The bar was run by this fabulous older – and very gay – bartender. Their extensive specialty cocktail menu has cocktails all named after the ladies of Asia SF. We asked Dharna, our waitress, which one she recommended and she said that hers was best, of course. I went for Brandy’s Gin Blossom. For $35 you can get their “menage a trois” menu and have a 3 course meal of your choice of appetizer, entrée and dessert. While $35 a head is usually a steep price for me, thanks to Sephora I couldn’t resist! For the appetizer I had a delectable blackened tuna sashimi served with a lemongrass beurre blanc sauce and pickled vegetable salad, followed by the orange tofu that came with the best coconut rice I’ve ever tasted and a spicy Thai cucumber salad. For the dessert, when given the choice of a dessert or a dessert drink, naturally I chose the one with alcohol in it and got the caramel creme Baileys drink. It came in the tiniest little glass with a mountain of whipped cream and a tiny straw to sip. Best way to do dessert ever!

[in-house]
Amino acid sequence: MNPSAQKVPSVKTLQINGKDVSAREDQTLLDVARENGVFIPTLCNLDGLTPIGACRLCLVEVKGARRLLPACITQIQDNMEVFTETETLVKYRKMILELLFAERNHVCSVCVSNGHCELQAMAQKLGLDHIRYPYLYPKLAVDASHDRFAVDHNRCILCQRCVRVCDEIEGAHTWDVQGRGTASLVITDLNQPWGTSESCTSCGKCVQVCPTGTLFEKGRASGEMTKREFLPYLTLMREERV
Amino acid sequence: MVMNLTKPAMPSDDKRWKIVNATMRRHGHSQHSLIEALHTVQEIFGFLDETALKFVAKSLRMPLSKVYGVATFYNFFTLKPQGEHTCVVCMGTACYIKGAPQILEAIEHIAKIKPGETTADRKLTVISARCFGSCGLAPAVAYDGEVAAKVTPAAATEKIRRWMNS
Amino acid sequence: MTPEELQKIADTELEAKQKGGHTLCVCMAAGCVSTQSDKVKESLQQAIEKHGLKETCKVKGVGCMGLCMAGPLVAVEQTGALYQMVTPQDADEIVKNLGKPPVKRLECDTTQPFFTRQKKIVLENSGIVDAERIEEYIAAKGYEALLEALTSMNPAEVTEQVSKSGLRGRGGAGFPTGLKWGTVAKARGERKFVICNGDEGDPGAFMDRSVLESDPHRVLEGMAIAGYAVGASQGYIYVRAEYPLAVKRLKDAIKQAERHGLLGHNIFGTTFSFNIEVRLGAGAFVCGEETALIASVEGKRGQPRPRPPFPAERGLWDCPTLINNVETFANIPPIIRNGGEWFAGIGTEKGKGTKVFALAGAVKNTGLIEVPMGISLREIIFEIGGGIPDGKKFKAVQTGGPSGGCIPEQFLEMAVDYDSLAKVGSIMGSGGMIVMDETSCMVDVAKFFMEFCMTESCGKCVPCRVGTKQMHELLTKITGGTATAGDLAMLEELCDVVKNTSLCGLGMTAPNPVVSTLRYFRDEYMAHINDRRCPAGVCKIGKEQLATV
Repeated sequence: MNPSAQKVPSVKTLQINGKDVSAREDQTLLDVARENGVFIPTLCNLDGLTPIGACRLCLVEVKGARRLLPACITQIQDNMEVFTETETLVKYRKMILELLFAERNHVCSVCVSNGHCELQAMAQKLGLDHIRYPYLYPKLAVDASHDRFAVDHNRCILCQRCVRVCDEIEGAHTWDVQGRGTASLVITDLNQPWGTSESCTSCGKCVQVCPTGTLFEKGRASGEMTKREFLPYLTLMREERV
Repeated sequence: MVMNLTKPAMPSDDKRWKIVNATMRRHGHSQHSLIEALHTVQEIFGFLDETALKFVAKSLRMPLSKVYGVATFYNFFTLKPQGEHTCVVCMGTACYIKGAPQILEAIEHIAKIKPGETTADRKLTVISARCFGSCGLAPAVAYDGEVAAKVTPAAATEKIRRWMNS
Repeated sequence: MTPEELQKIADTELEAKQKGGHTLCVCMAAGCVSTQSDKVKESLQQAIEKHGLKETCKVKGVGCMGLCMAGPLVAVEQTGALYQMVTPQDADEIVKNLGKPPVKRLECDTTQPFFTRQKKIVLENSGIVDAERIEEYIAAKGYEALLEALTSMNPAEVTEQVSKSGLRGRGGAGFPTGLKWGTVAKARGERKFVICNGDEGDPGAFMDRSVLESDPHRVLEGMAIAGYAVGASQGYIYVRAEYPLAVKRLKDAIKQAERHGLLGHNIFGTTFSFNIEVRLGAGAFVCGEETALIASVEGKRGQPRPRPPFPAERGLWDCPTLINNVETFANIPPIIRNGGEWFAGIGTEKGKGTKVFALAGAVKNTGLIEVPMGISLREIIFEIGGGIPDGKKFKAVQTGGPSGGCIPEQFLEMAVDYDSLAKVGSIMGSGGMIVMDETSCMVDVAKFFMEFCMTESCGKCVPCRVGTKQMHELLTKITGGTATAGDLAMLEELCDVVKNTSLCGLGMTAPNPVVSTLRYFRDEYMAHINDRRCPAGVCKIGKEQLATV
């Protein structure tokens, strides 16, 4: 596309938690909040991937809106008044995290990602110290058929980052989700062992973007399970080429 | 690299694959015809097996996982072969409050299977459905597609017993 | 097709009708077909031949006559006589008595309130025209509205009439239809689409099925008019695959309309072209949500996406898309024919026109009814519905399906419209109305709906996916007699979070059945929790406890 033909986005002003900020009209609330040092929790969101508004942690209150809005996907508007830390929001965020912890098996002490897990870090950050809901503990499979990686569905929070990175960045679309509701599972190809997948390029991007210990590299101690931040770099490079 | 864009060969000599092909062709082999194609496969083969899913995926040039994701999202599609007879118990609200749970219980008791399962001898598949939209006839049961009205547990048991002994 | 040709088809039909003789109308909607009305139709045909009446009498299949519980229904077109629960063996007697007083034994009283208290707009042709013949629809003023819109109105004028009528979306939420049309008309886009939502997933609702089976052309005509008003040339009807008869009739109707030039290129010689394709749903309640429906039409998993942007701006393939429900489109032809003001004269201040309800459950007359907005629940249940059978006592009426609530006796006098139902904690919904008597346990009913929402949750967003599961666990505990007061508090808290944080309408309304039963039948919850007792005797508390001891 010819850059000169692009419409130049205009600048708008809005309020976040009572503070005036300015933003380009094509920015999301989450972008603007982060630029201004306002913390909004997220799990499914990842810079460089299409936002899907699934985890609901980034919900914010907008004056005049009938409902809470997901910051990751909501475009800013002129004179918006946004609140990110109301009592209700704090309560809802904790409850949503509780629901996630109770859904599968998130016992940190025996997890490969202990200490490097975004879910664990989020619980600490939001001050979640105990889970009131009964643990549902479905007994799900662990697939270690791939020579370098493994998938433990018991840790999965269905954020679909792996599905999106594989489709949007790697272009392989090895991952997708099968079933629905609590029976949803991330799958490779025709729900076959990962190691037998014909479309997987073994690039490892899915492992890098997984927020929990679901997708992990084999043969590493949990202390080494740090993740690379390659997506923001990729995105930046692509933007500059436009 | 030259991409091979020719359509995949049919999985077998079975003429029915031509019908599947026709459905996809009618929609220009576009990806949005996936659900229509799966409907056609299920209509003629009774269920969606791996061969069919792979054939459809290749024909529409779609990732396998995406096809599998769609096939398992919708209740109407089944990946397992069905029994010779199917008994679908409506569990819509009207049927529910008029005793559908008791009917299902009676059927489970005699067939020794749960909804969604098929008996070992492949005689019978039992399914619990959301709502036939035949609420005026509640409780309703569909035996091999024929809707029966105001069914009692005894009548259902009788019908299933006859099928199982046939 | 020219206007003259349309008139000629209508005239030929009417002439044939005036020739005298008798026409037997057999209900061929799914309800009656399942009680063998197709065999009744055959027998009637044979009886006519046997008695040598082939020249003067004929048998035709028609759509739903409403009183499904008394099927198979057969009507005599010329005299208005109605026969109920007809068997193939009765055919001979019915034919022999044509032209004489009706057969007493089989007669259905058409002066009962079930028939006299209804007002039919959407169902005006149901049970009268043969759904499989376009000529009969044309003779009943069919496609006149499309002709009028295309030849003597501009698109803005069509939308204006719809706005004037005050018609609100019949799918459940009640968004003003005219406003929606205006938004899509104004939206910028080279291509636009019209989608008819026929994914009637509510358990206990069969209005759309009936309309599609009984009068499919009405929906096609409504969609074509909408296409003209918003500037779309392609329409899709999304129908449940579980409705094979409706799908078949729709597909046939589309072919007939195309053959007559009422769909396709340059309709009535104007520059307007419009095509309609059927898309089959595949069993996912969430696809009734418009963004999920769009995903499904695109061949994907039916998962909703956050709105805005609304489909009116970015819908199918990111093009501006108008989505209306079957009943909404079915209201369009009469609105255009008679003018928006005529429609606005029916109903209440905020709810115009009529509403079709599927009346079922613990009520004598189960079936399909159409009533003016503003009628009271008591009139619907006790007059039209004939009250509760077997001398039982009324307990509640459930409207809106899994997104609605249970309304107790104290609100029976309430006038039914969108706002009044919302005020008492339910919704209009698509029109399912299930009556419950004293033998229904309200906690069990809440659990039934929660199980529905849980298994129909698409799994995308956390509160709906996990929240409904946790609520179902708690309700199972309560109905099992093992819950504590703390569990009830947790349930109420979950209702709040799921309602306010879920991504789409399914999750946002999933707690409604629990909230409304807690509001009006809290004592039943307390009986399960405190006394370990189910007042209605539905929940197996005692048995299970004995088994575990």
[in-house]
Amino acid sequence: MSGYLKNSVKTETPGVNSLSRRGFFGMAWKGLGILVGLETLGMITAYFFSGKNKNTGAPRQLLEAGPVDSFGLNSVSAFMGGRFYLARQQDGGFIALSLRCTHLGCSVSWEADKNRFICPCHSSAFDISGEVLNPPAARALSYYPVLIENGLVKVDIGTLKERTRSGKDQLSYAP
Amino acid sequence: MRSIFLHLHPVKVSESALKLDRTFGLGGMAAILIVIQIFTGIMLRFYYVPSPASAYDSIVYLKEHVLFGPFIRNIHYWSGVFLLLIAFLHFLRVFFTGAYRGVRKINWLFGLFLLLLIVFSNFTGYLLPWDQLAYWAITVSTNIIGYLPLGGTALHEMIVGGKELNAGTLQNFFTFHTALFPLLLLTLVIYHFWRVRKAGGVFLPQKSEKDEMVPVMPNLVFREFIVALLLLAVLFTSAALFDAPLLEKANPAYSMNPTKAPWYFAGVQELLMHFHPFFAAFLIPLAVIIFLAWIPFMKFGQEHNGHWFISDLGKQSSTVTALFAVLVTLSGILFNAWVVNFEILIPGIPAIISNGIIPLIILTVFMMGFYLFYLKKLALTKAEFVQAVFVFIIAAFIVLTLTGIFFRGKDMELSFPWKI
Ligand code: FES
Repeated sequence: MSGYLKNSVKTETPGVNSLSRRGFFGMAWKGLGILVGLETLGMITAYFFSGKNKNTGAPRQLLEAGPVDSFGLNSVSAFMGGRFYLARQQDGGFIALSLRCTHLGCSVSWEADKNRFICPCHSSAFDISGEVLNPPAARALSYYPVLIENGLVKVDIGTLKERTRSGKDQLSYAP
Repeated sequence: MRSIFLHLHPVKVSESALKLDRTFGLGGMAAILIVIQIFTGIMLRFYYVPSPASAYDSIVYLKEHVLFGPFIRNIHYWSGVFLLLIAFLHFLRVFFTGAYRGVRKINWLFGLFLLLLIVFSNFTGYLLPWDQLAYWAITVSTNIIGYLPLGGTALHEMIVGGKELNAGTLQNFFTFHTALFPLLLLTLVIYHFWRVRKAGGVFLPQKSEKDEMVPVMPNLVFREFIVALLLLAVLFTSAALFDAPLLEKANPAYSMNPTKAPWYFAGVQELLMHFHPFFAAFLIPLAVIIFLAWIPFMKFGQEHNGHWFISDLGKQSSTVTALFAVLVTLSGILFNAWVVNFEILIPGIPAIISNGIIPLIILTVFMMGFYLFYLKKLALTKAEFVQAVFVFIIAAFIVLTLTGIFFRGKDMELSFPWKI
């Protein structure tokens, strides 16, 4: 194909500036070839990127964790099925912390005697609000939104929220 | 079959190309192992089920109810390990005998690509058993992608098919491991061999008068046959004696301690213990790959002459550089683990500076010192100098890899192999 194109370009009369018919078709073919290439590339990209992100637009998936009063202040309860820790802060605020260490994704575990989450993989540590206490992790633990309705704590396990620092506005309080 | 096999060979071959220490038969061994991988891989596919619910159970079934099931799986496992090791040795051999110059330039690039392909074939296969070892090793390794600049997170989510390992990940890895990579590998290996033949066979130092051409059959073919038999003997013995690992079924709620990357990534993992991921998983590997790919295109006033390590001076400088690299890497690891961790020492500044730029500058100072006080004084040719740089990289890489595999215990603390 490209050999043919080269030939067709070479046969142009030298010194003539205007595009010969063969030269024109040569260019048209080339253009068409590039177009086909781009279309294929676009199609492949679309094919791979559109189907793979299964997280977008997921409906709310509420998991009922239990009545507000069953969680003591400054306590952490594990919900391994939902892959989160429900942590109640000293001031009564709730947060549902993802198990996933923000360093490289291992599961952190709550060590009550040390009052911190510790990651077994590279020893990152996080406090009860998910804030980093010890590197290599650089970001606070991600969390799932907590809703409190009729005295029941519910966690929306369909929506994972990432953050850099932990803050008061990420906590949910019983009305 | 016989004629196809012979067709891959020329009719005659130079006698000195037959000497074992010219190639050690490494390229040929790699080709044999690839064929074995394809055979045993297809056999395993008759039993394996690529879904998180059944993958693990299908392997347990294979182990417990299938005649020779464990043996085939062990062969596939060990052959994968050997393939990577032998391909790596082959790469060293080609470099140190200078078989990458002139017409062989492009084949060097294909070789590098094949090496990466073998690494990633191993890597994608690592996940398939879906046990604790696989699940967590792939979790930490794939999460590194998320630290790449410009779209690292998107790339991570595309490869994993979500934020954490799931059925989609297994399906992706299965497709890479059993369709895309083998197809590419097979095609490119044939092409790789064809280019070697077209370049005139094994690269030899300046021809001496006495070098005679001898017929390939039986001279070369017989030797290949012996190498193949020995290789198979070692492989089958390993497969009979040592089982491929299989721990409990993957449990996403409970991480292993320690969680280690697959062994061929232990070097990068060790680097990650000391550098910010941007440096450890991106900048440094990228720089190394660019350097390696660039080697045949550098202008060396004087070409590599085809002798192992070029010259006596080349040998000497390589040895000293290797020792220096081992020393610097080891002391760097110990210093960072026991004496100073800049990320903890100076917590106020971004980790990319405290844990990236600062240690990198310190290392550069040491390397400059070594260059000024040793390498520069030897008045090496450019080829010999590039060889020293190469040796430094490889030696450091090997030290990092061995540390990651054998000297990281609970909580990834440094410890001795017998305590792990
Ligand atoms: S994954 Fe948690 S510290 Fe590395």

While Asia SF already gets high marks for the food alone, the ambience and floor show push those marks through the ceiling! In the style of true drag and burlesque shows it was lip synching to choreography atop the wide back of the bar. We were seated by the door, and I initially was worried that we had bad seats and not be able to see anything. To the contrary, we ended up with the best seats in the house! We were near the end where every performer would spend a large part of the number since there was more room to dance and bait the audience. One performer, wearing a crazy leather bikini and boots, danced to the end of the bar, crouched down low, and beckoned in my direction. I looked around. “Who, me?” I mouthed back. Still she beckoned. What do you do when a beautiful transgendered Asian woman on top of a bar motions you to come to her? You go of course! I went up to her, and keeping in time with the music she reached behind the bar and grabbed a maraschino cherry and dangled it above my head. I don’t like maraschino cherries, but this particular cherry I chowed down on like it was fruit from the garden of Eden. That offering having been consumed, she proceeded to shove my head between her well-formed breasts (the product of hormones? Surgery? I didn’t figure it out) before letting me back to my seat. Later she apologized for harassing me but I laughed it off and thanked her. Quite the experience indeed.